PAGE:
Why I Concern Myself with Loading Speed
I suppose part of my design style got stuck in the pre-high-speed-Internet era, since it has only been since winter 2013 that I finally could get any kind of high-speed Internet at home. But if we designers and developers take the time to learn how to make our sites load quickly, even on slow connections, that makes it more likely that our content will be read, and hopefully that visitors will return–something we all want.
For instance, many people now take in Web content through mobile connections, which can be slow depending on individual data plans and signal strength in the area. Why choke that slower connection with unnecessary “junk” on our layouts, or in our files? Why not polish up our sites so that even on a weaker strength mobile connection, our content still loads quickly?
Ways To Optimize Loading Speeds
#1: Keep images to a minimum.
One of the main ways I streamline a page is to edit down my images as much as possible, including just enough visual detail without going overboard on file size and complexity. With mobile web usage on the rise and flat design theory currently in vogue, many other designers are moving toward this “less is more” concept. Many things which previously could only be achieved with images can now be accomplished with HTML special characters, CSS styling, or icon fonts, for instance. (And there are quite a few other CSS3 and HTML5 tricks, which can reduce or even eliminate the need for images altogether!)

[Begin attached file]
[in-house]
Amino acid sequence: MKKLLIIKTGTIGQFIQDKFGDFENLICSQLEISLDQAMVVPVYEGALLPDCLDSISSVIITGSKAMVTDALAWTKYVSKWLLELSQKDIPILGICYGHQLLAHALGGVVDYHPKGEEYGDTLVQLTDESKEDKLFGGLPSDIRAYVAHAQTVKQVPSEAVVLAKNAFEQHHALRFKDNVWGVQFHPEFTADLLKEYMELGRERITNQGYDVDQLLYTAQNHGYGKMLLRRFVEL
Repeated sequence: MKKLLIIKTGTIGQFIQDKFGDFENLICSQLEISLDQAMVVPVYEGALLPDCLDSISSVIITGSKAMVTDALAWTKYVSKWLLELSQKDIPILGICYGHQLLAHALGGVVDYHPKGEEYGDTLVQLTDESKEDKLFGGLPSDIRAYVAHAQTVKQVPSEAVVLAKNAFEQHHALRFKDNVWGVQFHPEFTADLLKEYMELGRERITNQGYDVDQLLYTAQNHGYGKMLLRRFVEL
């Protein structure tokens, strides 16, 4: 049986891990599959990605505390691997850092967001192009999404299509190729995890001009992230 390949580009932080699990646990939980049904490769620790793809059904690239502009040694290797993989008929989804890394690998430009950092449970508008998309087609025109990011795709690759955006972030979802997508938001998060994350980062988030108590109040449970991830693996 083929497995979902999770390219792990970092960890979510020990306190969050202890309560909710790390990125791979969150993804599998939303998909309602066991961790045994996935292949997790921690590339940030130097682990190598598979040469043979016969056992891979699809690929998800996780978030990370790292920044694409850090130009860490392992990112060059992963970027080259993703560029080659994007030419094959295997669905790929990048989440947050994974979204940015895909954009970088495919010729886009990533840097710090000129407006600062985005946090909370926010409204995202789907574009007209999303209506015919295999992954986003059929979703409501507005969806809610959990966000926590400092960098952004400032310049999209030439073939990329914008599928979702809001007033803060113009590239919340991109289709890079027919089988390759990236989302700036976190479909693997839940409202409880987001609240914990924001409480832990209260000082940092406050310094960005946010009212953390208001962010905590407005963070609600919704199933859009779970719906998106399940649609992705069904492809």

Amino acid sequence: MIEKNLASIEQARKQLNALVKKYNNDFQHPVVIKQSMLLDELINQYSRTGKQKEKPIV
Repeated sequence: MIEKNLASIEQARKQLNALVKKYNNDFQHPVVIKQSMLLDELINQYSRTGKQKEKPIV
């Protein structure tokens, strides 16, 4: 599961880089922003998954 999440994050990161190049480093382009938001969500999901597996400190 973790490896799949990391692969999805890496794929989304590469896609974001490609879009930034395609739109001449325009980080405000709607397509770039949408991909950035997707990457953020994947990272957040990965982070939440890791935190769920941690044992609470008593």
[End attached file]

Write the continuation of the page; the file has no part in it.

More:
#2: Divide up the content into smaller pages.
Another way I streamline is to divide long pages up into smaller pages and make a sub-section out of them. Yes, that means more links to click or tap, but it also means your users don’t have to load huge pages of material and waste time scrolling around trying to find what they want. Just make sure you provide clear navigation paths, like breadcrumb navigation, so that users can easily find their way around your site’s content!
#3: Compress images.
Compressing your images may seem like an unnecessary step, but when you’re trying to save kilobytes (or even megabytes) wherever possible, this can REALLY help! Choosing the right type of image compression, however, is key. (If you’ve ever tried to save something as a Web-Color-Restricted GIF file, you’ll know what I mean by a “grainy GIF.” Ugh, gives me nightmares.) See my post about JPG, GIF, or PNG file types to see more about which compression style is best for the type of image you’re making.
With just a few simple changes to the way we construct our pages, we can make our sites load super-quick on just about any connection speed and device. It’s worth the time we spend behind the scenes so that our users have a much better experience visiting the fruits of our efforts!